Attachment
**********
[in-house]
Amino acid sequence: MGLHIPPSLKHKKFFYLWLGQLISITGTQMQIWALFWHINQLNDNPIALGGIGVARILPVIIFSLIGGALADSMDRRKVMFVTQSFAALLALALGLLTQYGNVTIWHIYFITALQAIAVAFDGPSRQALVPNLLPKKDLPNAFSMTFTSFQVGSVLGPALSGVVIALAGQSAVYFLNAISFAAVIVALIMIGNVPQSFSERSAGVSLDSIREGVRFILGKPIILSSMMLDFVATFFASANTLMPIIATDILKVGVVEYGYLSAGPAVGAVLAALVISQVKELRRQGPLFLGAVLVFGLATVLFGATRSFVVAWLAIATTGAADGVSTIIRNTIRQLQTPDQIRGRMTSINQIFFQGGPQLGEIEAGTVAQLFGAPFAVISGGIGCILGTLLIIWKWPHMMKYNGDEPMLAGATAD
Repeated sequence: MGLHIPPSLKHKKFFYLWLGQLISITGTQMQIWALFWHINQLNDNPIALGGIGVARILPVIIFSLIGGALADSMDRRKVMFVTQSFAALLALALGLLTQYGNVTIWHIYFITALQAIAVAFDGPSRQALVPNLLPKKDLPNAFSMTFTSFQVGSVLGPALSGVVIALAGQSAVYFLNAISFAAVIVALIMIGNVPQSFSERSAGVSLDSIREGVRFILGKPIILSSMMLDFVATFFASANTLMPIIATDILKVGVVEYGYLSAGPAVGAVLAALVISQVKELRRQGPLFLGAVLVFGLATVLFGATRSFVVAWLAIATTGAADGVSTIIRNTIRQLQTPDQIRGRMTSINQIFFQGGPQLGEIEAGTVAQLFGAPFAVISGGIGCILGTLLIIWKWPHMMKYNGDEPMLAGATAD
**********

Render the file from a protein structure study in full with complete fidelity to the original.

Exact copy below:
[in-house]
Amino acid sequence: MGLHIPPSLKHKKFFYLWLGQLISITGTQMQIWALFWHINQLNDNPIALGGIGVARILPVIIFSLIGGALADSMDRRKVMFVTQSFAALLALALGLLTQYGNVTIWHIYFITALQAIAVAFDGPSRQALVPNLLPKKDLPNAFSMTFTSFQVGSVLGPALSGVVIALAGQSAVYFLNAISFAAVIVALIMIGNVPQSFSERSAGVSLDSIREGVRFILGKPIILSSMMLDFVATFFASANTLMPIIATDILKVGVVEYGYLSAGPAVGAVLAALVISQVKELRRQGPLFLGAVLVFGLATVLFGATRSFVVAWLAIATTGAADGVSTIIRNTIRQLQTPDQIRGRMTSINQIFFQGGPQLGEIEAGTVAQLFGAPFAVISGGIGCILGTLLIIWKWPHMMKYNGDEPMLAGATAD
Repeated sequence: MGLHIPPSLKHKKFFYLWLGQLISITGTQMQIWALFWHINQLNDNPIALGGIGVARILPVIIFSLIGGALADSMDRRKVMFVTQSFAALLALALGLLTQYGNVTIWHIYFITALQAIAVAFDGPSRQALVPNLLPKKDLPNAFSMTFTSFQVGSVLGPALSGVVIALAGQSAVYFLNAISFAAVIVALIMIGNVPQSFSERSAGVSLDSIREGVRFILGKPIILSSMMLDFVATFFASANTLMPIIATDILKVGVVEYGYLSAGPAVGAVLAALVISQVKELRRQGPLFLGAVLVFGLATVLFGATRSFVVAWLAIATTGAADGVSTIIRNTIRQLQTPDQIRGRMTSINQIFFQGGPQLGEIEAGTVAQLFGAPFAVISGGIGCILGTLLIIWKWPHMMKYNGDEPMLAGATAD